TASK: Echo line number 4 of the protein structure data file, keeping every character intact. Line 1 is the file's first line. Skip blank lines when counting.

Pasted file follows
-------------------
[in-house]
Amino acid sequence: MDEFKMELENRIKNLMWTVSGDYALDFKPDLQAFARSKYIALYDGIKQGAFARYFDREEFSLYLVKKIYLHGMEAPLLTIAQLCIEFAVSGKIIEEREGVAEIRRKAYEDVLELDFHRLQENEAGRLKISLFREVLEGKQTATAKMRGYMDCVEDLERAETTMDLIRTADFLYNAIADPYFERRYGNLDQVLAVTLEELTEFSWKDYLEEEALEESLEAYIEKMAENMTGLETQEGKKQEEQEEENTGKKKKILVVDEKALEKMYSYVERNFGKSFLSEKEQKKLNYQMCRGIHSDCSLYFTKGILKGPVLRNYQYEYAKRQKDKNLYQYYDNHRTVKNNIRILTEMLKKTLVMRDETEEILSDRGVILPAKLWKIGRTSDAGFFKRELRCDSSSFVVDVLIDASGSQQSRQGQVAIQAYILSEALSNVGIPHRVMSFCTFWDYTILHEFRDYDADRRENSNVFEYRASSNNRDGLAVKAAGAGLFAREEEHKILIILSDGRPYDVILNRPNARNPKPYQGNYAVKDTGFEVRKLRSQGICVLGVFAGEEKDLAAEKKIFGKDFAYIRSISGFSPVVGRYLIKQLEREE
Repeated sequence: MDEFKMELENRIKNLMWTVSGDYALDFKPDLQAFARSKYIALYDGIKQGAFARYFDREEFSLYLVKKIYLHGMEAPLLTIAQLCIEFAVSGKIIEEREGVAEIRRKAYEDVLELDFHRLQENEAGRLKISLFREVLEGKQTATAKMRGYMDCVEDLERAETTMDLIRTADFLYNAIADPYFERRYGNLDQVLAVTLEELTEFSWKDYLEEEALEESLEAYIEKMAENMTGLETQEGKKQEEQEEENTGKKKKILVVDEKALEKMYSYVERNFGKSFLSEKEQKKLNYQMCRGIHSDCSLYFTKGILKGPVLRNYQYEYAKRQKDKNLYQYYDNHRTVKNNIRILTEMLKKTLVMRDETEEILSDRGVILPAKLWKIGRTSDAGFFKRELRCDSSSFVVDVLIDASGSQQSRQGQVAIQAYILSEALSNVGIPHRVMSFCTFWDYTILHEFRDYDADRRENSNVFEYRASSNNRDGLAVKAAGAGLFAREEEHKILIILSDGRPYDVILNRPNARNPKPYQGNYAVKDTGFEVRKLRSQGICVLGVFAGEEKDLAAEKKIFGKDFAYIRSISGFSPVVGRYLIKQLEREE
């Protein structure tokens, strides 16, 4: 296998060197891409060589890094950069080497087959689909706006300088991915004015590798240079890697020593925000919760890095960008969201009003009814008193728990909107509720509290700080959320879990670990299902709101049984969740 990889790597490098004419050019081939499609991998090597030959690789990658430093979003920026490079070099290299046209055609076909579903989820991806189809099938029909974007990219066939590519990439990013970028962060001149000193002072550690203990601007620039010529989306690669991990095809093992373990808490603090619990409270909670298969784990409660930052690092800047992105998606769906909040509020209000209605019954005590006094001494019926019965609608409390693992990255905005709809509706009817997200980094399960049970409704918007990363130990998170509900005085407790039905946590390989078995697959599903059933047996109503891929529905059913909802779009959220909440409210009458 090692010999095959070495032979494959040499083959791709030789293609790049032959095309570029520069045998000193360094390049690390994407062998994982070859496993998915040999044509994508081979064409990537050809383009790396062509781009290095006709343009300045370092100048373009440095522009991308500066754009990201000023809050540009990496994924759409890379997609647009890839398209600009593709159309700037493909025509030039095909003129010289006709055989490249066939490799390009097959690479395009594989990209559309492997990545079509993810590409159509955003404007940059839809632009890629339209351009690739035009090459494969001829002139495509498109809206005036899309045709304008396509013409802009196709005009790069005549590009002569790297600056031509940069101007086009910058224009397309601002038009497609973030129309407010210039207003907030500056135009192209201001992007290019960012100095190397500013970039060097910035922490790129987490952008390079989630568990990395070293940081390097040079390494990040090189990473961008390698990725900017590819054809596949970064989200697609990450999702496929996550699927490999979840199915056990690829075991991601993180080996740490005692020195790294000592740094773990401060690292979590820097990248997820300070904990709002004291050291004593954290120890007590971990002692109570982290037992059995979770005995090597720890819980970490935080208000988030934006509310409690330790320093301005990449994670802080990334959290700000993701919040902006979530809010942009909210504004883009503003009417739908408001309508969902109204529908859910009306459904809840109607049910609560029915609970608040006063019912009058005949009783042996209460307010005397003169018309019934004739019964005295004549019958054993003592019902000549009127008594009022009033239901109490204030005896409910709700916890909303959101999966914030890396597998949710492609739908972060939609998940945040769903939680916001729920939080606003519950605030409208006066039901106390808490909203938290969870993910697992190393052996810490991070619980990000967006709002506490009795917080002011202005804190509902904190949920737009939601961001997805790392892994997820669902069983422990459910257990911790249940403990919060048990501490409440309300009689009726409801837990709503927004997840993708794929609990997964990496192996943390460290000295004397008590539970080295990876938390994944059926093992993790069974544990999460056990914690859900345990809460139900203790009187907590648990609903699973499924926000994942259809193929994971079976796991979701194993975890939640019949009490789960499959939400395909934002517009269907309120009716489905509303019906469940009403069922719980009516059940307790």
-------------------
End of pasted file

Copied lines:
């Protein structure tokens, strides 16, 4: 296998060197891409060589890094950069080497087959689909706006300088991915004015590798240079890697020593925000919760890095960008969201009003009814008193728990909107509720509290700080959320879990670990299902709101049984969740 990889790597490098004419050019081939499609991998090597030959690789990658430093979003920026490079070099290299046209055609076909579903989820991806189809099938029909974007990219066939590519990439990013970028962060001149000193002072550690203990601007620039010529989306690669991990095809093992373990808490603090619990409270909670298969784990409660930052690092800047992105998606769906909040509020209000209605019954005590006094001494019926019965609608409390693992990255905005709809509706009817997200980094399960049970409704918007990363130990998170509900005085407790039905946590390989078995697959599903059933047996109503891929529905059913909802779009959220909440409210009458 090692010999095959070495032979494959040499083959791709030789293609790049032959095309570029520069045998000193360094390049690390994407062998994982070859496993998915040999044509994508081979064409990537050809383009790396062509781009290095006709343009300045370092100048373009440095522009991308500066754009990201000023809050540009990496994924759409890379997609647009890839398209600009593709159309700037493909025509030039095909003129010289006709055989490249066939490799390009097959690479395009594989990209559309492997990545079509993810590409159509955003404007940059839809632009890629339209351009690739035009090459494969001829002139495509498109809206005036899309045709304008396509013409802009196709005009790069005549590009002569790297600056031509940069101007086009910058224009397309601002038009497609973030129309407010210039207003907030500056135009192209201001992007290019960012100095190397500013970039060097910035922490790129987490952008390079989630568990990395070293940081390097040079390494990040090189990473961008390698990725900017590819054809596949970064989200697609990450999702496929996550699927490999979840199915056990690829075991991601993180080996740490005692020195790294000592740094773990401060690292979590820097990248997820300070904990709002004291050291004593954290120890007590971990002692109570982290037992059995979770005995090597720890819980970490935080208000988030934006509310409690330790320093301005990449994670802080990334959290700000993701919040902006979530809010942009909210504004883009503003009417739908408001309508969902109204529908859910009306459904809840109607049910609560029915609970608040006063019912009058005949009783042996209460307010005397003169018309019934004739019964005295004549019958054993003592019902000549009127008594009022009033239901109490204030005896409910709700916890909303959101999966914030890396597998949710492609739908972060939609998940945040769903939680916001729920939080606003519950605030409208006066039901106390808490909203938290969870993910697992190393052996810490991070619980990000967006709002506490009795917080002011202005804190509902904190949920737009939601961001997805790392892994997820669902069983422990459910257990911790249940403990919060048990501490409440309300009689009726409801837990709503927004997840993708794929609990997964990496192996943390460290000295004397008590539970080295990876938390994944059926093992993790069974544990999460056990914690859900345990809460139900203790009187907590648990609903699973499924926000994942259809193929994971079976796991979701194993975890939640019949009490789960499959939400395909934002517009269907309120009716489905509303019906469940009403069922719980009516059940307790």